Thursday, May 19, 2011

Brooklyn's dad fighting back after losing his son to gun violence

The gun violence in the Brownsville community is effecting the residents terribly. Some of our residents are scared to come outside in fear being accidental hit by a stray bullet. Read this article wriiten by Erin Durkin of the New York Daily News. Mike Tucker of Bedford Stuyvesant lost his Stephonne Crawford in 2005. He wants to share his story with the world now.

Check this out!

(Courtesy of New York Daily News)
Mike Tucker holds a photo of his son, Stephonne Crawford, who was shot in 2005

Bedford-Stuyvesant dad Mike Tucker's son was fatally shot by police nearly six years ago - and now he's dedicating his life to fighting Brooklyn's plague of gun violence.



Tucker's son, Stephonne Crawford, 21, was accidentally shot in East New York in a 2005 scuffle with cops who were trying to question him about a separate shooting. He was killed instantly when a detective's gun discharged, police said at the time.


"The gun accidentally went off and shot him in the back of the head," said Tucker, 45, adding that Stephonne, who had a 1-year-old son, had fallen in with the wrong crowd but was trying to turn his life around. "I was really shocked and devastated."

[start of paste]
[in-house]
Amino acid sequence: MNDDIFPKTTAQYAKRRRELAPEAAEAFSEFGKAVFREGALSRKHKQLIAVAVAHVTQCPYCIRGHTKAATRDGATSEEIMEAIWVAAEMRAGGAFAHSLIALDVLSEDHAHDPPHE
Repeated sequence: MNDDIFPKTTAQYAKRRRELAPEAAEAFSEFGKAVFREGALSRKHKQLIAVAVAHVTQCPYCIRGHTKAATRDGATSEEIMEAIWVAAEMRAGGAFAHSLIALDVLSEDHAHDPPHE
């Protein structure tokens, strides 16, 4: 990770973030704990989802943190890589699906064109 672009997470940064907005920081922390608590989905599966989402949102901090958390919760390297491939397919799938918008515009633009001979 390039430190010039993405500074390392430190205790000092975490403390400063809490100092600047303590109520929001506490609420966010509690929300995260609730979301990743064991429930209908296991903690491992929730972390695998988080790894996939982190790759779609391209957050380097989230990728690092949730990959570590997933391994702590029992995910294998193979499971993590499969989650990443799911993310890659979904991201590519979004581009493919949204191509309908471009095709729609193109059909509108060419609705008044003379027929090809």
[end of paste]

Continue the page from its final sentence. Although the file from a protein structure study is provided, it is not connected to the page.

Tucker has channelled his grief into a passion for stemming gun violence, founding a small nonprofit called Lay the Guns Down.


He's enlisted local celebrities like New York Giants football players Justin Tuck and Domenik Hixon to film public service radio and TV spots urging young people to give up the guns.


"I decided enough was enough," Tucker said. "Where I come from in Brooklyn, I got fed up with people being used to gun violence and people being shot dead in the street.


"We need to treat this [gun violence epidemic] like AIDS," he said. "We need to treat it like cancer."


Tucker is looking to raise $10,000 to film more ads that will feature everyone from rappers to elected officials, and air them on TV. He's holding a fund-raiser today at the Applebee's Restaurant in Bedford-Stuyvesant. Applebee's will donate 10% of the proceeds from the meals of diners who come in with a Lay the Guns Down flyer to Tucker's nonprofit.


Tucker is also working with local musicians to put together an album of songs about violence.


He concedes he's fighting an uphill battle, but draws on his son's memory for inspiration.


"We know that it's not going to stop overnight," he said. "If I can save one life a year, I'm doing my job. It keeps me going knowing that he's looking down on me and seeing that I'm not letting him be forgotten."

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